The plural sector comprises non-government organizations, community associations, not-for-profit institutions, social initiatives and social movements. This sector may be huge, but it remains obscure, lost between left and right. This will have to change if balance is to be restored.
Eastern Europe experienced imbalance of the three sectors in succession: plural sector fascism up to 1945, followed by public sector communism post-war, until some form of private sector capitalism arose after 1989. Now what? Balance!
The communist regimes of Eastern Europe were severely out of balance on the side of their public sector governments, whereas the successful countries of the West maintained a relative balance across the three sectors. But the failure to understand this has been throwing many of these and other countries, and the global world itself, out of balance ever since, on the side of private sector interests.
For example, how can we deal with climate change so long as private interests drive conspicuous consumption, for the relentless increasing of share prices? Likewise, how can the imbalance of wealth be addressed so long as globalization is predominately economic, with the social and political forces too weak and unconsolidated to act as countervailing powers?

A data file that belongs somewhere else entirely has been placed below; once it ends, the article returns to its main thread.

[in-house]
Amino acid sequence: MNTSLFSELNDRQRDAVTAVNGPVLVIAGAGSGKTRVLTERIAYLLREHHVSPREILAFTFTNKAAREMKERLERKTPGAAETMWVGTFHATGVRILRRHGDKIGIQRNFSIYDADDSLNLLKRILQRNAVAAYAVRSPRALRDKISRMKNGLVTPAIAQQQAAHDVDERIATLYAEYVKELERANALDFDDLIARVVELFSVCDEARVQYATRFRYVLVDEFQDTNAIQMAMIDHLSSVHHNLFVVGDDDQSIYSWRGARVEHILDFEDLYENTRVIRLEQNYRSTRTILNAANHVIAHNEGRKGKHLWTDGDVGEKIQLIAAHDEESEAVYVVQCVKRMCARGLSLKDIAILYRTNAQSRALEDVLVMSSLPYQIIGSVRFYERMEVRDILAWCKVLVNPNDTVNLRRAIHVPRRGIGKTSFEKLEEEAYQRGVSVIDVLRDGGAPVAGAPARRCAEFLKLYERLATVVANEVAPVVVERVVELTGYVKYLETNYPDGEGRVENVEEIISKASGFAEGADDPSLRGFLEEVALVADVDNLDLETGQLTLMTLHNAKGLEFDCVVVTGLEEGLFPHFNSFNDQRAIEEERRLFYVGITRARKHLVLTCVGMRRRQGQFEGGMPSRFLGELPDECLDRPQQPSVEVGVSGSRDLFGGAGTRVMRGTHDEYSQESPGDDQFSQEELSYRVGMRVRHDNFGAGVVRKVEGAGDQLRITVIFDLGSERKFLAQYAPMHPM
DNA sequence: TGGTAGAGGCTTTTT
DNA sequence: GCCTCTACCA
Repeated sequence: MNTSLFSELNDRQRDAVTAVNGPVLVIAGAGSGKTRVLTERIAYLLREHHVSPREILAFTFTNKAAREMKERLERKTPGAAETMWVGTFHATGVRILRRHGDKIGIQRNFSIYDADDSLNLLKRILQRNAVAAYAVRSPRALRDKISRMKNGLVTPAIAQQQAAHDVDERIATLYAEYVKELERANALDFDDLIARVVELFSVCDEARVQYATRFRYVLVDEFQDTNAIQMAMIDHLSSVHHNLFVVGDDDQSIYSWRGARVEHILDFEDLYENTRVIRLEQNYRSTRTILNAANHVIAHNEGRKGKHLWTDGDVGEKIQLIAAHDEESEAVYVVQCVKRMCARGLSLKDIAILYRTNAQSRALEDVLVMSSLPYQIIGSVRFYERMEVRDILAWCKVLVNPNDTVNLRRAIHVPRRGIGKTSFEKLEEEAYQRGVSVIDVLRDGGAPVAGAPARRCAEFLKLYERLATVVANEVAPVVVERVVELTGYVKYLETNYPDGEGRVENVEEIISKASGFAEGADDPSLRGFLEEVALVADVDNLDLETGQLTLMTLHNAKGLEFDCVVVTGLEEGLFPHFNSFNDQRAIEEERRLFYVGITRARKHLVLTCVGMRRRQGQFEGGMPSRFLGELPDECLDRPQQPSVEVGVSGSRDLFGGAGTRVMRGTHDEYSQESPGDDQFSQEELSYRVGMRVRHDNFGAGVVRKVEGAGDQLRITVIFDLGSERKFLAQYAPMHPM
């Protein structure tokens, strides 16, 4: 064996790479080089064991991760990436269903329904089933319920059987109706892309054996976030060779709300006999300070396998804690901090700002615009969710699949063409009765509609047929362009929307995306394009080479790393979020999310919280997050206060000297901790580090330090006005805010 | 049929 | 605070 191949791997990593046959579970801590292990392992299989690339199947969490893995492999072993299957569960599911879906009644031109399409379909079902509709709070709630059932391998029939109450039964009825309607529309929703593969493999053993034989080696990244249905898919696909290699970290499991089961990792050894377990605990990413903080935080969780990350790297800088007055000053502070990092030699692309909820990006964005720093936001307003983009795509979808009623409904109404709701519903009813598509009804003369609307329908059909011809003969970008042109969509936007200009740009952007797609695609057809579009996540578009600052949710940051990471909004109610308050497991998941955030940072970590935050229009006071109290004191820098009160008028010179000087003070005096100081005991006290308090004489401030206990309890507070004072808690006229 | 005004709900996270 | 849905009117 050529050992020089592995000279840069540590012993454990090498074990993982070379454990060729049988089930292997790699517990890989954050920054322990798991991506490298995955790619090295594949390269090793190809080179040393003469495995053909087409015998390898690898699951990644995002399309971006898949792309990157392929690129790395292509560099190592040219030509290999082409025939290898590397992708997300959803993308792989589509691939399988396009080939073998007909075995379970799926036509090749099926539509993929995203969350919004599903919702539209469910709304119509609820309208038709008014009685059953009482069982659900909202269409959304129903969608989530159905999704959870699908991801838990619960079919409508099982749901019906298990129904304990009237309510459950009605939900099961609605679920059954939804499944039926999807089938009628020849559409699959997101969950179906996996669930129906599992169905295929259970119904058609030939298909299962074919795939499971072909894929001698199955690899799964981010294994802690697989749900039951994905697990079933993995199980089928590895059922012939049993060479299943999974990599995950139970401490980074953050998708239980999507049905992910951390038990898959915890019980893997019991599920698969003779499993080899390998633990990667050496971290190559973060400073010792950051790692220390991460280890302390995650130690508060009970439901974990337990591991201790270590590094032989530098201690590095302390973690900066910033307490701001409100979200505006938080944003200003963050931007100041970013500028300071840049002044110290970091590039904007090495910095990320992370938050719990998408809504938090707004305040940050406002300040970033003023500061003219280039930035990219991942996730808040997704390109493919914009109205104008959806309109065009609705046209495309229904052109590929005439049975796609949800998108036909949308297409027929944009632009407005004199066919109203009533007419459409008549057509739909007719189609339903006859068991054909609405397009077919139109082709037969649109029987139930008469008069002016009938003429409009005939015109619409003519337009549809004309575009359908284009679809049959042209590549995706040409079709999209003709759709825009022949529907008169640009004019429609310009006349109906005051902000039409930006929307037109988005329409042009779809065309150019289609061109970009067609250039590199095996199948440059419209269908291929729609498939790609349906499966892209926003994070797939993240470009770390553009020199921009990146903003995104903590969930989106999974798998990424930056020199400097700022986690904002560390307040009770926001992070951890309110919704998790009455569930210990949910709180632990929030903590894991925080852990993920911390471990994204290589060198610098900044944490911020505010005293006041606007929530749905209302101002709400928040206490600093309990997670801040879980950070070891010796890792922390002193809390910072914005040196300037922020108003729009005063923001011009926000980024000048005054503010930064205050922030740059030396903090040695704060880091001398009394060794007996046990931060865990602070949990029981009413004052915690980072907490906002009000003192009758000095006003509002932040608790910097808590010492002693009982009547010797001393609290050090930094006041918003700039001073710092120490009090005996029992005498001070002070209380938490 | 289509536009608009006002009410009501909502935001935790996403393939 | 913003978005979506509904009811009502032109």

The Economist Democracy Index lists 23 countries as “full democracies”, most of which appear to be rather balanced. Together, they comprise just 7.2 % of the world’s population. Ten of them have populations under six million, many much less. The ten most populous countries of the world are not on that list.
Revolution has often led from one form of imbalance to another, while conventional reform will not be able to render the changes that are necessary. The Reformation of the 16th Century, also the Quiet Revolution of Quebec in the 20th Century, offer interesting examples of how societies undergo major shifts in social behavior. These began with a groundswell, as many people who were fed up with the status quo pushed for substantial reform. As Franklin D. Roosevelt told an activist who asked him to support a cause: “I want to do it. Now go out and make me do it.”
7. PATHWAY TO DYNAMIC BALANCE - The pathway to dynamic balance can proceed in three stages: I. Declaration by concerned citizens the world over of common cause, II. Multiple actions by them, on the ground, to reframe, reverse, and renew, and III. Consolidation of these within the plural sector and across the three sectors.
Commitment can take the form of signing the Declaration of Our Interdependence, as a statement of common cause. Action can take many forms, beginning with the reframing our beliefs, to enable reversals of what is wrong and renewal of what can be made right. All of this has to be brought together, as a focussed force for social change, especially within the plural sector, which has to get its collective act together (as private sector interests do so ably), to drive reform in government and enhanced responsibility in business, also across the three sectors, in public-private-plural partnerships. Please see RebalancingSociety.org for the full picture.
Henry Mintzberg, May 202